Building in 300-block of Mary Street sustained significant damage Saturday night

The Victoria International Airport saw its revenues plummet in 2020. Officials hope a proposed warehouse will be a significant revenue generator. (Black Press Media file photo)
Head of Victoria Airport Authority makes economic pitch for Sidney warehouse project

Geoff Dickson said Sidney stands to earn $325,000 in annual taxes

The City of Victoria hopes to improve its cultural spaces this year and it wants non-profits to help. (Black Press Media File Photo)
Grants up to $125,000 open to Victoria non-profit arts and cultural organizations

Victoria Cultural Infrastructure Grant applications close at the end of May

Troy Patterson, a Cadboro Bay 15-year-old, got a virtual meeting with B.C.’s environment minister months after he started an online petition calling for construction of the Coastal GasLink pipeline to stop. (Jake Romphf/News Staff)
Cadboro Bay teen meets with minister after advocacy against Coastal GasLink

15-year-old Claremont student and George Heyman discussed the project for about 30 minutes

Participants take part in a previous Walk for Alzheimer’s. This year’s event is being held virtually and participants are asked to set a walking or fitness challenge during May. (Black Press Media file photo)
Greater Victoria residents invited to set fitness challenge for Alzheimer’s

IG Wealth Management Walk for Alzheimer’s goes virtual during the month of May

Daily confirmed COVID-19 cases reported to B.C. public health, seven-day rolling average in white, to May 12, 2021. (B.C. Centre for Disease Control)
B.C. preparing ‘Restart 2.0’ from COVID-19 as June approaches

Daily infections fall below 500 Friday, down to 387 in hospital

A vial of AstraZeneca vaccine is seen at a mass COVID-19 vaccination clinic in Calgary, Alta., Thursday, April 22, 2021. Dr. Ben Chan remembers hearing the preliminary reports back in March of blood clots appearing in a handful of European recipients of the Oxford-AstraZeneca COVID-19 vaccine. THE CANADIAN PRESS/Jeff McIntosh
Science on COVID, VITT constantly changing: A look at how doctors keep up

While VITT can represent challenges as a novel disorder, blood clots themselves are not new

Poached trees that were taken recently on Vancouver Island in the Mount Prevost area near Cowichan, B.C. are shown on Sunday, May 10, 2021. Big trees, small trees, dead trees, softwoods and hardwoods have all become valuable targets of tree poachers in British Columbia as timber prices hit record levels. THE CANADIAN PRESS/Jen Osborne.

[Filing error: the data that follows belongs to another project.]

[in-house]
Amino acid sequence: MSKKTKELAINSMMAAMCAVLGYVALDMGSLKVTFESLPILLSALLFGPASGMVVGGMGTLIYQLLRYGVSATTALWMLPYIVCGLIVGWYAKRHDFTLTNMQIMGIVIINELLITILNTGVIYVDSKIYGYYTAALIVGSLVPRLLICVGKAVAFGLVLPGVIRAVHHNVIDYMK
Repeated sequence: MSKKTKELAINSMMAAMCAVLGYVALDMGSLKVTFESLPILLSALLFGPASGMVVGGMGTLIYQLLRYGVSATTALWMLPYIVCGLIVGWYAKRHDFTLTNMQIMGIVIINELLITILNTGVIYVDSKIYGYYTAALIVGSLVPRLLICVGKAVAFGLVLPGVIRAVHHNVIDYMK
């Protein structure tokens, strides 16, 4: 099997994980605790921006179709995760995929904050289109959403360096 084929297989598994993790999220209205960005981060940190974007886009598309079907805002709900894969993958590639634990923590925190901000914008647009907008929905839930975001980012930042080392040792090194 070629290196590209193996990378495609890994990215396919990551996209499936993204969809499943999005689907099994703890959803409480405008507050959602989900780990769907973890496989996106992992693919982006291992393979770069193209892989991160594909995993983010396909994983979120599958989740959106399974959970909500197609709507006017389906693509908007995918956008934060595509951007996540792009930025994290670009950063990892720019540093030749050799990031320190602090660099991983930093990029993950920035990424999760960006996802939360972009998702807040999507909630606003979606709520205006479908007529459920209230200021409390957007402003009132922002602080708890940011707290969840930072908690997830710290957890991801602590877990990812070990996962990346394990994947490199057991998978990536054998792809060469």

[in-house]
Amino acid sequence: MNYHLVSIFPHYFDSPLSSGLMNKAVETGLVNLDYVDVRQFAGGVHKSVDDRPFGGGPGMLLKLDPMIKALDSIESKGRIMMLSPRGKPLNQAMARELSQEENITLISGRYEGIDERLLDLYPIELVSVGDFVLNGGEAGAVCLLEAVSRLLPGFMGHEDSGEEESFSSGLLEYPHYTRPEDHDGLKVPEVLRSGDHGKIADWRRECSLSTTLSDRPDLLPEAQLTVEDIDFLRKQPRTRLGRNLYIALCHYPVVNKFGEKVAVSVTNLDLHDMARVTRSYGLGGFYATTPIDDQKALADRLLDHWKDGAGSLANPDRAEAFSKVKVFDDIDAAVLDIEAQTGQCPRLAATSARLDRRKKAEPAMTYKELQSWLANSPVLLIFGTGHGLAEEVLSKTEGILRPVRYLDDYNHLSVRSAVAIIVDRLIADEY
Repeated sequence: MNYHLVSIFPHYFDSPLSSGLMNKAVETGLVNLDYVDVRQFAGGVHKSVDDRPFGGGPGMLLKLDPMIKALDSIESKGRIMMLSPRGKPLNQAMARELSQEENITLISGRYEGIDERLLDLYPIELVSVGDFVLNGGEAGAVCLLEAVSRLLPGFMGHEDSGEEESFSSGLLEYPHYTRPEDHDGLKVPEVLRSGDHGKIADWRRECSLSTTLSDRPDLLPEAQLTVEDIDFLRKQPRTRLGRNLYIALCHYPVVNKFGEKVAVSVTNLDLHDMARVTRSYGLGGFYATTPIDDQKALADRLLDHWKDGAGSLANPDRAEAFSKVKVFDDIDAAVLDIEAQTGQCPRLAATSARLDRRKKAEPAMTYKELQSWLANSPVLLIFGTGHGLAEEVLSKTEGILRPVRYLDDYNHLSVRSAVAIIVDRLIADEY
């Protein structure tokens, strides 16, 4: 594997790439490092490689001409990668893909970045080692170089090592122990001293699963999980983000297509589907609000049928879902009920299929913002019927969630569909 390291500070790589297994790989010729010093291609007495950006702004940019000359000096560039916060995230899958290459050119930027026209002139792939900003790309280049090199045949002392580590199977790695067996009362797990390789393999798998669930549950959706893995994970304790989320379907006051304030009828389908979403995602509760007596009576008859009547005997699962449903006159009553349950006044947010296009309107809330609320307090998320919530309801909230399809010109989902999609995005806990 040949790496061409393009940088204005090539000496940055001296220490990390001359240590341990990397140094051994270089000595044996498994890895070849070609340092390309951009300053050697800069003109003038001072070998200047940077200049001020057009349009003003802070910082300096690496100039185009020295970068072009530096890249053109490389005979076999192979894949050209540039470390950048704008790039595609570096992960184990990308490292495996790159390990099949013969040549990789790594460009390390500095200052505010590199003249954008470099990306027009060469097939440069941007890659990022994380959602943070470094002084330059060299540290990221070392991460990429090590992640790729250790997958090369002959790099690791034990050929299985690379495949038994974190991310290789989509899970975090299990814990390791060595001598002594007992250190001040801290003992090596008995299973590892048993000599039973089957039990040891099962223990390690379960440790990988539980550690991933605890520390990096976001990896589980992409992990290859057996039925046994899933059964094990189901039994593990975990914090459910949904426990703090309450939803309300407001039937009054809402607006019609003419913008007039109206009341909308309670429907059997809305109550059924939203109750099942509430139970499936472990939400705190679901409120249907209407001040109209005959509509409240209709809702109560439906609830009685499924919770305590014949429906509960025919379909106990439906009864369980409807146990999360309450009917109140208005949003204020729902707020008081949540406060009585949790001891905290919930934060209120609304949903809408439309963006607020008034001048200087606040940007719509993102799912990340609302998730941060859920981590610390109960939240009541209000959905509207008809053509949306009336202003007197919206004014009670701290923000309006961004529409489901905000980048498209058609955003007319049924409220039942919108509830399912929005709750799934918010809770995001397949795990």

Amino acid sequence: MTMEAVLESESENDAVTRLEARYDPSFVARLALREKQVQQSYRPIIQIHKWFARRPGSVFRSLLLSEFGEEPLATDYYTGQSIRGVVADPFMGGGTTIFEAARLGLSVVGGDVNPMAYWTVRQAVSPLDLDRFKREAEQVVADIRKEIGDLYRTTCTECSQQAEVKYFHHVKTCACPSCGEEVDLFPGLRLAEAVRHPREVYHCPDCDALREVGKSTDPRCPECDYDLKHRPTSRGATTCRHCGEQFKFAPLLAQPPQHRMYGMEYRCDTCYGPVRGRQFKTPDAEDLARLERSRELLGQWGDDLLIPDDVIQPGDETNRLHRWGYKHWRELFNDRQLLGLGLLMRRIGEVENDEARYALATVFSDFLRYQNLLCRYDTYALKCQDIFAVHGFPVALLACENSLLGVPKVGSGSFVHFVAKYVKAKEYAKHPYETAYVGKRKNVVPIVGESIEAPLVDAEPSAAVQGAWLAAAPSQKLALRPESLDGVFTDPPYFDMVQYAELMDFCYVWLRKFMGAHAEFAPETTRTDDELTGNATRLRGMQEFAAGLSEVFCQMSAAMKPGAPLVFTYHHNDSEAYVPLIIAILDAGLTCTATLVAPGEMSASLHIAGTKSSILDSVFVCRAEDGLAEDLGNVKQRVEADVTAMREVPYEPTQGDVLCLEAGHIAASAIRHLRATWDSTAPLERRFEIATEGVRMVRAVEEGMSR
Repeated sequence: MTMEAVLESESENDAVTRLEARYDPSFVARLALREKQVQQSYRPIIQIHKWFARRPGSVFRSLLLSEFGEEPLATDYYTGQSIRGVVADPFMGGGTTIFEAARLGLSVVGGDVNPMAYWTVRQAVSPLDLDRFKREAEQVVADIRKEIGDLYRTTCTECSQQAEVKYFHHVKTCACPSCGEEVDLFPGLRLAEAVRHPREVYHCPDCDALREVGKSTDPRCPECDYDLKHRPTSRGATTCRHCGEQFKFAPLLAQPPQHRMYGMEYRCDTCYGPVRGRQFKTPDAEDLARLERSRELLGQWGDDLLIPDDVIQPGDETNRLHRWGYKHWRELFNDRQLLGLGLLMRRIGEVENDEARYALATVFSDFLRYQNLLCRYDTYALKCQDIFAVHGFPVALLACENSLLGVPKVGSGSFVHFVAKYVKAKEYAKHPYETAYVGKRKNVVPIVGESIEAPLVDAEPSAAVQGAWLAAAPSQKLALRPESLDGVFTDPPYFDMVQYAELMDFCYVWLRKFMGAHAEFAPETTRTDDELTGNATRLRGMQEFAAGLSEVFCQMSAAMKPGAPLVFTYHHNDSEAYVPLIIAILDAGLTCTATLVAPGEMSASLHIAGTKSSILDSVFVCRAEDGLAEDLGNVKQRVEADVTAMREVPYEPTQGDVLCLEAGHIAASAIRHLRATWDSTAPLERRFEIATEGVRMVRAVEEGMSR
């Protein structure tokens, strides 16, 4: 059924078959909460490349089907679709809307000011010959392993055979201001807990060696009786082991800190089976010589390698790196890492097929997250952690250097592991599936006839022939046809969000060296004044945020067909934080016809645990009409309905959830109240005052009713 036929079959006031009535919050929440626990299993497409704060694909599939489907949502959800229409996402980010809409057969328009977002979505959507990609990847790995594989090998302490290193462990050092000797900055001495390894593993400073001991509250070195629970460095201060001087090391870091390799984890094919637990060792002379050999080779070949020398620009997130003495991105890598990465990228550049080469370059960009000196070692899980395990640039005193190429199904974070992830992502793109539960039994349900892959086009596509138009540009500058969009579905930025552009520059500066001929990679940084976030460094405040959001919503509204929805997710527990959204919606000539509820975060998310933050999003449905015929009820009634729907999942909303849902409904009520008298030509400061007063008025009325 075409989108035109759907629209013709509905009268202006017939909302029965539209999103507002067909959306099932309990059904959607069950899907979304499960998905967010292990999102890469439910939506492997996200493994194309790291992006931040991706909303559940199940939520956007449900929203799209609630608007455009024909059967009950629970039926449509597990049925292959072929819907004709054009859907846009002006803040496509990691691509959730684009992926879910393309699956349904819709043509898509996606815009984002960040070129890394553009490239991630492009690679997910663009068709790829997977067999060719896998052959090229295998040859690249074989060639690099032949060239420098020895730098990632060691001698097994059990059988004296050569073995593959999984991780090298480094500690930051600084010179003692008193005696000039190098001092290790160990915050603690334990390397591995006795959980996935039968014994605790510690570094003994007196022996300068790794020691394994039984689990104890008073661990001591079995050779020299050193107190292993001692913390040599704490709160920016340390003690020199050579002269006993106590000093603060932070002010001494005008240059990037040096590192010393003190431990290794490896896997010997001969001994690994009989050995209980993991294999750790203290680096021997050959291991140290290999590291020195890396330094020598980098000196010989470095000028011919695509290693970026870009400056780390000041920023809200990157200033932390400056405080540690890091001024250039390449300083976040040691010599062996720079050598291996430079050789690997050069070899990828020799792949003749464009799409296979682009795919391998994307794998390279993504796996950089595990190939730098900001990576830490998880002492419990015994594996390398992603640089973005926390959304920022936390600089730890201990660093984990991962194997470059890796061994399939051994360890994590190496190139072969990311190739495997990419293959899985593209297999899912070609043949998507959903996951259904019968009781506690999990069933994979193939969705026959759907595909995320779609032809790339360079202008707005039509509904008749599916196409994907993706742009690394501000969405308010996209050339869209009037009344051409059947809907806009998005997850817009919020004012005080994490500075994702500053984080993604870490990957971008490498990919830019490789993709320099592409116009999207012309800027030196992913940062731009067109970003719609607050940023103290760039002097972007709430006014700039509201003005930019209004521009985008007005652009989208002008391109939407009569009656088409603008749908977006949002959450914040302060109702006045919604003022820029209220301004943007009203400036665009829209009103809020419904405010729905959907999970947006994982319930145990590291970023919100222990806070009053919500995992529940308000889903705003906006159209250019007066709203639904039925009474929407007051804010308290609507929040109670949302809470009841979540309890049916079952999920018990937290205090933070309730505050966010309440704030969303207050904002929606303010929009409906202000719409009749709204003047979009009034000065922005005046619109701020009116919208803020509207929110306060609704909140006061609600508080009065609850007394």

Tree poaching from public forests increasing in B.C. as lumber hits record prices

Prices for B.C. softwood lumber reached $1,600 for 1,000 board feet compared with about $300 a year ago

The warm weather means time for a camping trip, or at least an excursion into nature. How much do you know about camps and camping-related facts? (John Arendt - Summerland Review)
QUIZ: Are you ready to go camping?

How many camp and camping-related questions can you answer?

On Friday, May 14 at Meadow Gardens Golf Club in Pitt Meadows, Michael Caan joined a very elite club of golfers who have shot under 60 (Instagram)
Crowds at English Bay were blasted with a large beam of light from an RCMP Air-1 helicopter on Friday, May 14. THE CANADIAN PRESS/Marc Grandmaison
Police enlist RCMP helicopter to disperse thousands crowded on Vancouver beach

On Friday night, police were witness to ‘several thousand people staying well into the evening’

Sinikka Gay Elliott was reported missing on Salt Spring Island on Wednesday, May 12. (Courtesty Salt Spring RCMP)
Body of UBC professor found on Salt Spring Island, no foul play suspected

Sinikka Elliott taught sociology at the university

The first Black judge named to the BC Supreme Court, Selwyn Romilly, was handcuffed at 9:15 a.m. May 14 while walking along the seawall. (YouTube/Screen grab)
Police apologize after wrongly arresting B.C.’s first Black Supreme Court Justice

At 81 years old, the retired judge was handcuffed in public while out for a walk Friday morning

Queen Elizabeth II and Clive Holland, deputy commonwealth president of the Royal Life Saving Society, top left, virtually present Dr. Steve Beerman, top right, with the King Edward VII Cup for his drowning-prevention work. Tanner Gorille and Sarah Downs were honoured with Russell Medals for their life-saving resuscitation. (Buckingham Palace photo)
Queen presents Vancouver Island doctor with award for global drowning prevention

Dr. Steve Beerman receives Royal Life Saving Society’s King Edward VII Cup at virtual ceremony

Most Read